The vine still clings to the moldering wall,
But at every gust the dead leaves fall [. . .]
The mood affects us. It's not unpleasant, exactly, but I think we feel it as we trudge a bit faster than usual. When you're outside in this weather, it's hurrying weather. Hurry, don't dawdle. Hurry, little ones, hurry home to your holes and caves, burrows and bracken-hidden dens. There's nothing to see here, the wind seems to say. Even the usually effervescent Blueberry seems a little somber, focused.
In the last of the ancient variety of green apples clinging to the gray branches.
In the golden pine needle and leaf-strewn puddle, allowing the rain to ripple its dark surface.
Longfellow's poem goes on to say that we must have days like this. Gray and gloom there must be.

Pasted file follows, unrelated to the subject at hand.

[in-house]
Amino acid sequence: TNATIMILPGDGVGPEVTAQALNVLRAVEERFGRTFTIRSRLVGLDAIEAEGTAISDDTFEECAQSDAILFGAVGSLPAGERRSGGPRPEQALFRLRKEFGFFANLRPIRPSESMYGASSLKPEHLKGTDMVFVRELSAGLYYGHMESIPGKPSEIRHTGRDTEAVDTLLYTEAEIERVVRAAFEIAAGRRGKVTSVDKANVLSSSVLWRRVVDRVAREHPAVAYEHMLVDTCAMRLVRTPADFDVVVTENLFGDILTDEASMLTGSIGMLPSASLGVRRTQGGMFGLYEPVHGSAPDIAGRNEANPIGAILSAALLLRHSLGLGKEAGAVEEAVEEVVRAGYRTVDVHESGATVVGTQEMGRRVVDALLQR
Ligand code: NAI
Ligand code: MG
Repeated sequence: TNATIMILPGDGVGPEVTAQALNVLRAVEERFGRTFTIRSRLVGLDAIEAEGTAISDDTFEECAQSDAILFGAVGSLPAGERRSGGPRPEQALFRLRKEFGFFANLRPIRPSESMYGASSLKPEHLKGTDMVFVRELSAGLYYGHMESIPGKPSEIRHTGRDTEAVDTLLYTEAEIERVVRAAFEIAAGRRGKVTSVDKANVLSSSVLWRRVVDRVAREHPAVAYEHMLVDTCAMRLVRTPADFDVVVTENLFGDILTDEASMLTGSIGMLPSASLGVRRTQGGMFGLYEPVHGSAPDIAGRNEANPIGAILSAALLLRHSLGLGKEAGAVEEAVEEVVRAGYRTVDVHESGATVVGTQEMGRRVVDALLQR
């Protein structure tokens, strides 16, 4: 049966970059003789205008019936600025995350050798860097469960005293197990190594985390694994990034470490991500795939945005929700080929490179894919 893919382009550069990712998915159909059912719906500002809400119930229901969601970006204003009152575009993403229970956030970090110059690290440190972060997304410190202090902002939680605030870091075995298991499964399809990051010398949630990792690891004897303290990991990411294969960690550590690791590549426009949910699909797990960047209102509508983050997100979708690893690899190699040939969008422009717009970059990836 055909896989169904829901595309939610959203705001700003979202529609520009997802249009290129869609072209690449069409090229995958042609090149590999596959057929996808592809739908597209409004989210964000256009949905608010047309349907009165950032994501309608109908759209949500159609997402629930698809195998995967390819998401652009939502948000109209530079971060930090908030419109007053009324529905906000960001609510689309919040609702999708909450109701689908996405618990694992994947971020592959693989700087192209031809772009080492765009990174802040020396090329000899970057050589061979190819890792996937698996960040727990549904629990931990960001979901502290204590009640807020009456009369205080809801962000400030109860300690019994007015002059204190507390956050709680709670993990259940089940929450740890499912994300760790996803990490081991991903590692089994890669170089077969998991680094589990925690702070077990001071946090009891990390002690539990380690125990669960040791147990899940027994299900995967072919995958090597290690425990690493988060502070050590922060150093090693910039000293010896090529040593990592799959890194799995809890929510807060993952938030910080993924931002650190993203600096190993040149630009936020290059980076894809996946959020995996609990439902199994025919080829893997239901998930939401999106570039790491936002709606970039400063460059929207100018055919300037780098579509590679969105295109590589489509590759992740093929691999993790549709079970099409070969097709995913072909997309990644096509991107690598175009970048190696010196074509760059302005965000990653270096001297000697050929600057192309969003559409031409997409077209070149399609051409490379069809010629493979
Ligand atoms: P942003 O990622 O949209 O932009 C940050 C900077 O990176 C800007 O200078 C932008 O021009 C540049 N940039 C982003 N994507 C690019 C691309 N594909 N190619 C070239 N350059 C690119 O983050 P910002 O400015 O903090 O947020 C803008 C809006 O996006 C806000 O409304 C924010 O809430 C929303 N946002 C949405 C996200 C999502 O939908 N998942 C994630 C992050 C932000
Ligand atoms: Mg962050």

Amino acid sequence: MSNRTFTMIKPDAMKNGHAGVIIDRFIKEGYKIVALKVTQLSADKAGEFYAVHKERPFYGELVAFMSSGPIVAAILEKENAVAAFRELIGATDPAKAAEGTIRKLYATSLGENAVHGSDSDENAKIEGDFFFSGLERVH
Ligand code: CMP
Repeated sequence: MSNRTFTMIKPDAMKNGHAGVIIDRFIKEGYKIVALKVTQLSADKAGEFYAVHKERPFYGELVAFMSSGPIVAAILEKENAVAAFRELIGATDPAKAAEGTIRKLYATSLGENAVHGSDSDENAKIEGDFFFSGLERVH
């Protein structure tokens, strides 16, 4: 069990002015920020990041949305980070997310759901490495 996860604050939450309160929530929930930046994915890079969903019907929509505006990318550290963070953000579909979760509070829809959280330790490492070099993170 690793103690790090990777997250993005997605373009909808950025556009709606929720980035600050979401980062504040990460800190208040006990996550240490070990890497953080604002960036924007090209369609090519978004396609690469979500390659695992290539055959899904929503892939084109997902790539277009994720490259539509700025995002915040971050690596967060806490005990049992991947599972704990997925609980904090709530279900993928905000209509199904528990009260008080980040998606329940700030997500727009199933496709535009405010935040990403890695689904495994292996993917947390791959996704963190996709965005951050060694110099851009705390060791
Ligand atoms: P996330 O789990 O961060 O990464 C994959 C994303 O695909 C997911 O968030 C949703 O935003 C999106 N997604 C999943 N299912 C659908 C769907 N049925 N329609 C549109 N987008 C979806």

Be still, sad heart! and cease repining;
Behind the clouds is the sun still shining;
Thy fate is the common fate of all,
Into each life some rain must fall,
Some days must be dark and dreary.
Without these days, how could we even see the sun? How could we appreciate its warmth on our skin unless we had felt the bite of cold? Longfellow was a true New Englander. He understood the austere beauty of it, its contrast of seasons. He would have approved of our walk.
The afternoon is passing as the old year is. I've been teaching Blueberry about rhythms lately. The day has a pattern as rhythmic as music, as poetry. It's time to return home - the beat of the day calls for it, as much as Buttercup cries to be nursed. Home now, as the rain comes colder, the wind freshens and the steel sky turns to lead.
i am singing the cold rain
i am singing the winter dawn
i am turning in the gray morning
of my life
---Lance Henderson, translated from Cheyenne by the author